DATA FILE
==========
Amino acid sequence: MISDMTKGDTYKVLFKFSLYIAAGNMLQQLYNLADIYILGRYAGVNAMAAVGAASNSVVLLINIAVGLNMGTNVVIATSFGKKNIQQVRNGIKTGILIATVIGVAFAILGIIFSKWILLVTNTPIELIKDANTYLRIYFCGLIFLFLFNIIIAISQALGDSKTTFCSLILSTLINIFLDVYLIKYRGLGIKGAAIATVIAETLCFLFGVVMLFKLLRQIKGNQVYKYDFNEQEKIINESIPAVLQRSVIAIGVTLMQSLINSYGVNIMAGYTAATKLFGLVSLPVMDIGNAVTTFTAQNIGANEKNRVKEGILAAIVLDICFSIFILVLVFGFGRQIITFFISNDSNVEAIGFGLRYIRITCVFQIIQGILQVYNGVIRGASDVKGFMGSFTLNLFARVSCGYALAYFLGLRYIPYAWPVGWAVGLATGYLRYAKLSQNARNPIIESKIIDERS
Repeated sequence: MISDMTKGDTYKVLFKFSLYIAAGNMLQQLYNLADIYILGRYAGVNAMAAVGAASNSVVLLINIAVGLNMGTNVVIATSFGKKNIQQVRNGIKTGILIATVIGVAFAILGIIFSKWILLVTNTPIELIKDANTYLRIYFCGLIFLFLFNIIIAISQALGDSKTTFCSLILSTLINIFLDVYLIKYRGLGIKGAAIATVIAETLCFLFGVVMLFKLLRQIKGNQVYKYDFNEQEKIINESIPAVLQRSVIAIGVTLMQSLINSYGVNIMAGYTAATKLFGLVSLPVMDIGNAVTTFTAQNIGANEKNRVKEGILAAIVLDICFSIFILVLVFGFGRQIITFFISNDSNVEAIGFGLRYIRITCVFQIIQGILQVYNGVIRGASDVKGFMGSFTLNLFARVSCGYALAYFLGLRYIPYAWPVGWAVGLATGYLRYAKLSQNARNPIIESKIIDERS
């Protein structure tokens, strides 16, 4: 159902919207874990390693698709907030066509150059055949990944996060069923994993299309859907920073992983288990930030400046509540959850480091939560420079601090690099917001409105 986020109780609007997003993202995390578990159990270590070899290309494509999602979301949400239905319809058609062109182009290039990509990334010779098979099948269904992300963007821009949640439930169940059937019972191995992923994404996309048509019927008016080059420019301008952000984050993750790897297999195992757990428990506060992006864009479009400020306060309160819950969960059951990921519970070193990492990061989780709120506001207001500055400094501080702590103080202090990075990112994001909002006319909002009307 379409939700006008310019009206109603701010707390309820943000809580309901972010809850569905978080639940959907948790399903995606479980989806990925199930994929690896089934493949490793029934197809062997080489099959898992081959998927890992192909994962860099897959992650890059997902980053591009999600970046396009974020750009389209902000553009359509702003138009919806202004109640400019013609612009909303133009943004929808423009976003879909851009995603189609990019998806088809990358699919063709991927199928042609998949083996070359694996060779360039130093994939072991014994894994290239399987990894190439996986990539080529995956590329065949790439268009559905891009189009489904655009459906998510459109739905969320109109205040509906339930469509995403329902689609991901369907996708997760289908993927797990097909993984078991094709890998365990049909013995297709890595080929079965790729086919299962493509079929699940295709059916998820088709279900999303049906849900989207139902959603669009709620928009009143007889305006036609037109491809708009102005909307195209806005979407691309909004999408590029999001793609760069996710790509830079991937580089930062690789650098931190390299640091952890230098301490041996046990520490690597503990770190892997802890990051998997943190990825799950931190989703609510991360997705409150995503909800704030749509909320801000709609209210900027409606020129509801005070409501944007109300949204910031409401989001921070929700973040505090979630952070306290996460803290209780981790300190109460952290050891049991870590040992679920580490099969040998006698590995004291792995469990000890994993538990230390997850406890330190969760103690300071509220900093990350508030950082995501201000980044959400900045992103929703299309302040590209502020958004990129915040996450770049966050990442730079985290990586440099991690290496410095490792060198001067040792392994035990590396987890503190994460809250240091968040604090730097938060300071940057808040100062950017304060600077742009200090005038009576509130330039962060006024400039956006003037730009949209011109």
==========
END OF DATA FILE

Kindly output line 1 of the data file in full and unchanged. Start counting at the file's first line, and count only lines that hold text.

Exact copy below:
Amino acid sequence: MISDMTKGDTYKVLFKFSLYIAAGNMLQQLYNLADIYILGRYAGVNAMAAVGAASNSVVLLINIAVGLNMGTNVVIATSFGKKNIQQVRNGIKTGILIATVIGVAFAILGIIFSKWILLVTNTPIELIKDANTYLRIYFCGLIFLFLFNIIIAISQALGDSKTTFCSLILSTLINIFLDVYLIKYRGLGIKGAAIATVIAETLCFLFGVVMLFKLLRQIKGNQVYKYDFNEQEKIINESIPAVLQRSVIAIGVTLMQSLINSYGVNIMAGYTAATKLFGLVSLPVMDIGNAVTTFTAQNIGANEKNRVKEGILAAIVLDICFSIFILVLVFGFGRQIITFFISNDSNVEAIGFGLRYIRITCVFQIIQGILQVYNGVIRGASDVKGFMGSFTLNLFARVSCGYALAYFLGLRYIPYAWPVGWAVGLATGYLRYAKLSQNARNPIIESKIIDERS